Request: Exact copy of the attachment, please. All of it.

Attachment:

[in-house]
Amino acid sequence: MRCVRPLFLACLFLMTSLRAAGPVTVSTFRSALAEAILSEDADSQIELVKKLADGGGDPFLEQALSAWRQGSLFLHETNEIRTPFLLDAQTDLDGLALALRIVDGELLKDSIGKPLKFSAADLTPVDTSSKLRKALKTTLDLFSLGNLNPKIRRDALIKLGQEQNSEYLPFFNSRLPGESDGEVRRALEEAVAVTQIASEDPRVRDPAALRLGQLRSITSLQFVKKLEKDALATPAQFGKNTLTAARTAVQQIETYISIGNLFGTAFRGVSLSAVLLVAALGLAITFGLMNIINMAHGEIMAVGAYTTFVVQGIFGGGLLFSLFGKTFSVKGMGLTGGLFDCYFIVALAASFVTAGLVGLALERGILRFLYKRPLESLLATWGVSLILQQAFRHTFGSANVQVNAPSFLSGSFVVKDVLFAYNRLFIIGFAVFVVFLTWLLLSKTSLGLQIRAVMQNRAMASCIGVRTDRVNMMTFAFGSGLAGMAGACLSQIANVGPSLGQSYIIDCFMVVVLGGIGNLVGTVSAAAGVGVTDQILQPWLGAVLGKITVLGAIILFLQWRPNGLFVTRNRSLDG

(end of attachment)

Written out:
[in-house]
Amino acid sequence: MRCVRPLFLACLFLMTSLRAAGPVTVSTFRSALAEAILSEDADSQIELVKKLADGGGDPFLEQALSAWRQGSLFLHETNEIRTPFLLDAQTDLDGLALALRIVDGELLKDSIGKPLKFSAADLTPVDTSSKLRKALKTTLDLFSLGNLNPKIRRDALIKLGQEQNSEYLPFFNSRLPGESDGEVRRALEEAVAVTQIASEDPRVRDPAALRLGQLRSITSLQFVKKLEKDALATPAQFGKNTLTAARTAVQQIETYISIGNLFGTAFRGVSLSAVLLVAALGLAITFGLMNIINMAHGEIMAVGAYTTFVVQGIFGGGLLFSLFGKTFSVKGMGLTGGLFDCYFIVALAASFVTAGLVGLALERGILRFLYKRPLESLLATWGVSLILQQAFRHTFGSANVQVNAPSFLSGSFVVKDVLFAYNRLFIIGFAVFVVFLTWLLLSKTSLGLQIRAVMQNRAMASCIGVRTDRVNMMTFAFGSGLAGMAGACLSQIANVGPSLGQSYIIDCFMVVVLGGIGNLVGTVSAAAGVGVTDQILQPWLGAVLGKITVLGAIILFLQWRPNGLFVTRNRSLDG